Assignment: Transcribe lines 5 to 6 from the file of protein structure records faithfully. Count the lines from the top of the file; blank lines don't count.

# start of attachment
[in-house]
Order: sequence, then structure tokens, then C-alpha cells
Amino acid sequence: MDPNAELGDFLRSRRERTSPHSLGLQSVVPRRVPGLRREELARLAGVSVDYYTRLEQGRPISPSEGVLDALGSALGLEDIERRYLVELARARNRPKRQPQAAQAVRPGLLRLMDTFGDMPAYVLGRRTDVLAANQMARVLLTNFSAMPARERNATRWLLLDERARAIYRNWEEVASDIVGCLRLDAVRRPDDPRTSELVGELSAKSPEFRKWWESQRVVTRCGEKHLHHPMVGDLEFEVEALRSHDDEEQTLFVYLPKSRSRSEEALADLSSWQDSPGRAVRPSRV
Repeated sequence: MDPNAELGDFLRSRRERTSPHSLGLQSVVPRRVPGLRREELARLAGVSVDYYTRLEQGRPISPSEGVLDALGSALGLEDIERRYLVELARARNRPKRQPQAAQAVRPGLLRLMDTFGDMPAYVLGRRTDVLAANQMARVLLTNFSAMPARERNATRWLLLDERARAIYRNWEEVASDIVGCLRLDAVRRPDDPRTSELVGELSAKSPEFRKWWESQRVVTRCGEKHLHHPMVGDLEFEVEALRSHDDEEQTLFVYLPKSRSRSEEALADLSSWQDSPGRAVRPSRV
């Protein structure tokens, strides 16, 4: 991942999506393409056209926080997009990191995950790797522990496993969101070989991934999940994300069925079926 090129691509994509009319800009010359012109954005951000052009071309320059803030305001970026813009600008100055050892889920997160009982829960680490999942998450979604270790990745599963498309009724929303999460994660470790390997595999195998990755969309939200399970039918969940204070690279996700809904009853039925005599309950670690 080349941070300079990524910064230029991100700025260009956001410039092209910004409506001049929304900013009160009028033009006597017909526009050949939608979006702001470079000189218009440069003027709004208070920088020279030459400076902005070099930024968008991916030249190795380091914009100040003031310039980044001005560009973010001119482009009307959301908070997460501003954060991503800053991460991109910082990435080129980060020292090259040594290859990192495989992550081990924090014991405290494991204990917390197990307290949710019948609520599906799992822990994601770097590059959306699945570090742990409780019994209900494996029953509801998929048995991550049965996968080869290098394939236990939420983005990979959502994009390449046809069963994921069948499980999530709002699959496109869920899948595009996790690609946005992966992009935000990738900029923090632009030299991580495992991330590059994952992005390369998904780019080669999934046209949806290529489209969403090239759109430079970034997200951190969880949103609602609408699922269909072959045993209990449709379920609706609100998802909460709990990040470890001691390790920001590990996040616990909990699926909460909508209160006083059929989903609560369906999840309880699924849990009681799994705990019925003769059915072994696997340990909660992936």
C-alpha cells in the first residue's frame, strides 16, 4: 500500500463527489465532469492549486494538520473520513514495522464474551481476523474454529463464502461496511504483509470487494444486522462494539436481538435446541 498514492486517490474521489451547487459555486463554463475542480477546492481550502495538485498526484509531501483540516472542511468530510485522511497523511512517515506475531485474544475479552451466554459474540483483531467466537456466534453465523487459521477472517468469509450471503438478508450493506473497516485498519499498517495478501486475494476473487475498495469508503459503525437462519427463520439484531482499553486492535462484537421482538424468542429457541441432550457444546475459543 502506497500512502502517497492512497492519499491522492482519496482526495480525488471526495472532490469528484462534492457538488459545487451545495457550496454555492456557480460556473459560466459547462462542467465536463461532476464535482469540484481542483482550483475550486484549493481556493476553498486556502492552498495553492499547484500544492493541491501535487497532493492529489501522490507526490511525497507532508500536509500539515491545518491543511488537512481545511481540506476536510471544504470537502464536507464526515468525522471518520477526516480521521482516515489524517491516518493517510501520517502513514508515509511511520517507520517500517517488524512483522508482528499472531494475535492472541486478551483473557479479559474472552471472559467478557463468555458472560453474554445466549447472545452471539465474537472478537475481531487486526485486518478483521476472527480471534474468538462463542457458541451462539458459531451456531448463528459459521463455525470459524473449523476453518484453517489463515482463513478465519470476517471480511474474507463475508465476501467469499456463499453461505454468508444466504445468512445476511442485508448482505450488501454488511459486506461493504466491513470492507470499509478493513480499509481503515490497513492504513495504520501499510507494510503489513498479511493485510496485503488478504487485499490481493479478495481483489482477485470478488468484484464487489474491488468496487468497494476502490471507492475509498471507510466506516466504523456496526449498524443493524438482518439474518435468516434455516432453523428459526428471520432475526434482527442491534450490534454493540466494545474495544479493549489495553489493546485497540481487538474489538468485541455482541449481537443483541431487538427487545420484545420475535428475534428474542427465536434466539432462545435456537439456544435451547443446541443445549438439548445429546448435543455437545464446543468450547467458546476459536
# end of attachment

């Protein structure tokens, strides 16, 4: 991942999506393409056209926080997009990191995950790797522990496993969101070989991934999940994300069925079926 090129691509994509009319800009010359012109954005951000052009071309320059803030305001970026813009600008100055050892889920997160009982829960680490999942998450979604270790990745599963498309009724929303999460994660470790390997595999195998990755969309939200399970039918969940204070690279996700809904009853039925005599309950670690 080349941070300079990524910064230029991100700025260009956001410039092209910004409506001049929304900013009160009028033009006597017909526009050949939608979006702001470079000189218009440069003027709004208070920088020279030459400076902005070099930024968008991916030249190795380091914009100040003031310039980044001005560009973010001119482009009307959301908070997460501003954060991503800053991460991109910082990435080129980060020292090259040594290859990192495989992550081990924090014991405290494991204990917390197990307290949710019948609520599906799992822990994601770097590059959306699945570090742990409780019994209900494996029953509801998929048995991550049965996968080869290098394939236990939420983005990979959502994009390449046809069963994921069948499980999530709002699959496109869920899948595009996790690609946005992966992009935000990738900029923090632009030299991580495992991330590059994952992005390369998904780019080669999934046209949806290529489209969403090239759109430079970034997200951190969880949103609602609408699922269909072959045993209990449709379920609706609100998802909460709990990040470890001691390790920001590990996040616990909990699926909460909508209160006083059929989903609560369906999840309880699924849990009681799994705990019925003769059915072994696997340990909660992936």
C-alpha cells in the first residue's frame, strides 16, 4: 500500500463527489465532469492549486494538520473520513514495522464474551481476523474454529463464502461496511504483509470487494444486522462494539436481538435446541 498514492486517490474521489451547487459555486463554463475542480477546492481550502495538485498526484509531501483540516472542511468530510485522511497523511512517515506475531485474544475479552451466554459474540483483531467466537456466534453465523487459521477472517468469509450471503438478508450493506473497516485498519499498517495478501486475494476473487475498495469508503459503525437462519427463520439484531482499553486492535462484537421482538424468542429457541441432550457444546475459543 502506497500512502502517497492512497492519499491522492482519496482526495480525488471526495472532490469528484462534492457538488459545487451545495457550496454555492456557480460556473459560466459547462462542467465536463461532476464535482469540484481542483482550483475550486484549493481556493476553498486556502492552498495553492499547484500544492493541491501535487497532493492529489501522490507526490511525497507532508500536509500539515491545518491543511488537512481545511481540506476536510471544504470537502464536507464526515468525522471518520477526516480521521482516515489524517491516518493517510501520517502513514508515509511511520517507520517500517517488524512483522508482528499472531494475535492472541486478551483473557479479559474472552471472559467478557463468555458472560453474554445466549447472545452471539465474537472478537475481531487486526485486518478483521476472527480471534474468538462463542457458541451462539458459531451456531448463528459459521463455525470459524473449523476453518484453517489463515482463513478465519470476517471480511474474507463475508465476501467469499456463499453461505454468508444466504445468512445476511442485508448482505450488501454488511459486506461493504466491513470492507470499509478493513480499509481503515490497513492504513495504520501499510507494510503489513498479511493485510496485503488478504487485499490481493479478495481483489482477485470478488468484484464487489474491488468496487468497494476502490471507492475509498471507510466506516466504523456496526449498524443493524438482518439474518435468516434455516432453523428459526428471520432475526434482527442491534450490534454493540466494545474495544479493549489495553489493546485497540481487538474489538468485541455482541449481537443483541431487538427487545420484545420475535428475534428474542427465536434466539432462545435456537439456544435451547443446541443445549438439548445429546448435543455437545464446543468450547467458546476459536